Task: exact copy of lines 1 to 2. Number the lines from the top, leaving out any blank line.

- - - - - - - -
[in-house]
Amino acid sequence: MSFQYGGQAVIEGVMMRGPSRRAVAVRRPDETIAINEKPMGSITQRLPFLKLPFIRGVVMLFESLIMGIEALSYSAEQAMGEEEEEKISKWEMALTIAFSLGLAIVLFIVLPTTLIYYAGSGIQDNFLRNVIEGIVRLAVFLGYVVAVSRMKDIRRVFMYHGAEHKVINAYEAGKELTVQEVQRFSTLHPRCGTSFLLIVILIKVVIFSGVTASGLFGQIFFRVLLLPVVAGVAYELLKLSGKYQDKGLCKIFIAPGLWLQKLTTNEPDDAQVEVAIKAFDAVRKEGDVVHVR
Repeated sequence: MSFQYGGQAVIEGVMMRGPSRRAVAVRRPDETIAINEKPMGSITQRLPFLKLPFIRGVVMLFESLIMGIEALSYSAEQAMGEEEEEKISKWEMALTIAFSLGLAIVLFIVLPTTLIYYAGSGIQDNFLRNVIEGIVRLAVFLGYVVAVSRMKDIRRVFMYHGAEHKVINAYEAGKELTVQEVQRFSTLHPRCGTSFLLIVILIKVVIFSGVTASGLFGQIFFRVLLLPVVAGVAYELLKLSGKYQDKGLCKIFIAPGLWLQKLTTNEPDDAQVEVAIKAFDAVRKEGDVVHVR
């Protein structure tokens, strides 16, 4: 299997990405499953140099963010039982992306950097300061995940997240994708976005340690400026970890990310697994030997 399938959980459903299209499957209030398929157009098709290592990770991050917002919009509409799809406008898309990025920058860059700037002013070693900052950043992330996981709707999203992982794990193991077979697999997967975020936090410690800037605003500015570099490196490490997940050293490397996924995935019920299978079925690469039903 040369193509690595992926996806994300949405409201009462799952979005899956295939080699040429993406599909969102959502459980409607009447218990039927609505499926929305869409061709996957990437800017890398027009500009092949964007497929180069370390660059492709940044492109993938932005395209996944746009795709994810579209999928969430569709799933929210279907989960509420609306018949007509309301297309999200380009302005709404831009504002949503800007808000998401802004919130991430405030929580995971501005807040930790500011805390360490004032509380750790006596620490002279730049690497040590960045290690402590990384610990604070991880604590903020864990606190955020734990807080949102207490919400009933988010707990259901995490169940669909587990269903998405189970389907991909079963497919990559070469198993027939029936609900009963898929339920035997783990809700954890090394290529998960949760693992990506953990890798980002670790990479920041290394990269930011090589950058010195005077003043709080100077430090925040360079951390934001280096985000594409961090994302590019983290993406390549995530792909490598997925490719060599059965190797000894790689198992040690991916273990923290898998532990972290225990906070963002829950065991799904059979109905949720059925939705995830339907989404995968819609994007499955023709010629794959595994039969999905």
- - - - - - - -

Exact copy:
[in-house]
Amino acid sequence: MSFQYGGQAVIEGVMMRGPSRRAVAVRRPDETIAINEKPMGSITQRLPFLKLPFIRGVVMLFESLIMGIEALSYSAEQAMGEEEEEKISKWEMALTIAFSLGLAIVLFIVLPTTLIYYAGSGIQDNFLRNVIEGIVRLAVFLGYVVAVSRMKDIRRVFMYHGAEHKVINAYEAGKELTVQEVQRFSTLHPRCGTSFLLIVILIKVVIFSGVTASGLFGQIFFRVLLLPVVAGVAYELLKLSGKYQDKGLCKIFIAPGLWLQKLTTNEPDDAQVEVAIKAFDAVRKEGDVVHVR